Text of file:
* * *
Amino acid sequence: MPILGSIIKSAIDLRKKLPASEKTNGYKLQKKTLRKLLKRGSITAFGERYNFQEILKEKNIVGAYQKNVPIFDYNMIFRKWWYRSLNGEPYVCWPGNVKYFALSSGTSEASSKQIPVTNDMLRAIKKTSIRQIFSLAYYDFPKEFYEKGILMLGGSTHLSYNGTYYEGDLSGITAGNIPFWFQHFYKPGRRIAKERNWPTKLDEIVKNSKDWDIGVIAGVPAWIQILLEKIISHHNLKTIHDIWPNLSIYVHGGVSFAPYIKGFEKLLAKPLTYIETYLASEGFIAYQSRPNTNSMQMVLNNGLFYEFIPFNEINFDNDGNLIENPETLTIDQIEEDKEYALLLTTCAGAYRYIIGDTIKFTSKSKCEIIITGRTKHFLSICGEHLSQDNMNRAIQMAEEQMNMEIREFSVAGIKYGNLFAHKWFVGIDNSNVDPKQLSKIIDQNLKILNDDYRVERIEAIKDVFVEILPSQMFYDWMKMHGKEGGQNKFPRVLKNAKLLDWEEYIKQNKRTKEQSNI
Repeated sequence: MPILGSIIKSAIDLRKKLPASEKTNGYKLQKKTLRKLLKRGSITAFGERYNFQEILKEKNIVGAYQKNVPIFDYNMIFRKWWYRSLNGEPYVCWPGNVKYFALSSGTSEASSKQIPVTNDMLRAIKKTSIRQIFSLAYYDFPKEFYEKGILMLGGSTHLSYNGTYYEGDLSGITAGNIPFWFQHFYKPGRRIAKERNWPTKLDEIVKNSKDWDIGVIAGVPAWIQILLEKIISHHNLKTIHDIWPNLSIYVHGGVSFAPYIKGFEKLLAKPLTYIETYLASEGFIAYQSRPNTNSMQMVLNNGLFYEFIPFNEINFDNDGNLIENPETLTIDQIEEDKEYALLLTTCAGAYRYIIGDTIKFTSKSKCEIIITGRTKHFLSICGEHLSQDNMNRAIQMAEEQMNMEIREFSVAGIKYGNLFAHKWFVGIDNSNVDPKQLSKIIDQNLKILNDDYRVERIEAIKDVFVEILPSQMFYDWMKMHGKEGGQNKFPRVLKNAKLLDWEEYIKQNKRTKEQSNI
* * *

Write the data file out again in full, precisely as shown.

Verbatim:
Amino acid sequence: MPILGSIIKSAIDLRKKLPASEKTNGYKLQKKTLRKLLKRGSITAFGERYNFQEILKEKNIVGAYQKNVPIFDYNMIFRKWWYRSLNGEPYVCWPGNVKYFALSSGTSEASSKQIPVTNDMLRAIKKTSIRQIFSLAYYDFPKEFYEKGILMLGGSTHLSYNGTYYEGDLSGITAGNIPFWFQHFYKPGRRIAKERNWPTKLDEIVKNSKDWDIGVIAGVPAWIQILLEKIISHHNLKTIHDIWPNLSIYVHGGVSFAPYIKGFEKLLAKPLTYIETYLASEGFIAYQSRPNTNSMQMVLNNGLFYEFIPFNEINFDNDGNLIENPETLTIDQIEEDKEYALLLTTCAGAYRYIIGDTIKFTSKSKCEIIITGRTKHFLSICGEHLSQDNMNRAIQMAEEQMNMEIREFSVAGIKYGNLFAHKWFVGIDNSNVDPKQLSKIIDQNLKILNDDYRVERIEAIKDVFVEILPSQMFYDWMKMHGKEGGQNKFPRVLKNAKLLDWEEYIKQNKRTKEQSNI
Repeated sequence: MPILGSIIKSAIDLRKKLPASEKTNGYKLQKKTLRKLLKRGSITAFGERYNFQEILKEKNIVGAYQKNVPIFDYNMIFRKWWYRSLNGEPYVCWPGNVKYFALSSGTSEASSKQIPVTNDMLRAIKKTSIRQIFSLAYYDFPKEFYEKGILMLGGSTHLSYNGTYYEGDLSGITAGNIPFWFQHFYKPGRRIAKERNWPTKLDEIVKNSKDWDIGVIAGVPAWIQILLEKIISHHNLKTIHDIWPNLSIYVHGGVSFAPYIKGFEKLLAKPLTYIETYLASEGFIAYQSRPNTNSMQMVLNNGLFYEFIPFNEINFDNDGNLIENPETLTIDQIEEDKEYALLLTTCAGAYRYIIGDTIKFTSKSKCEIIITGRTKHFLSICGEHLSQDNMNRAIQMAEEQMNMEIREFSVAGIKYGNLFAHKWFVGIDNSNVDPKQLSKIIDQNLKILNDDYRVERIEAIKDVFVEILPSQMFYDWMKMHGKEGGQNKFPRVLKNAKLLDWEEYIKQNKRTKEQSNI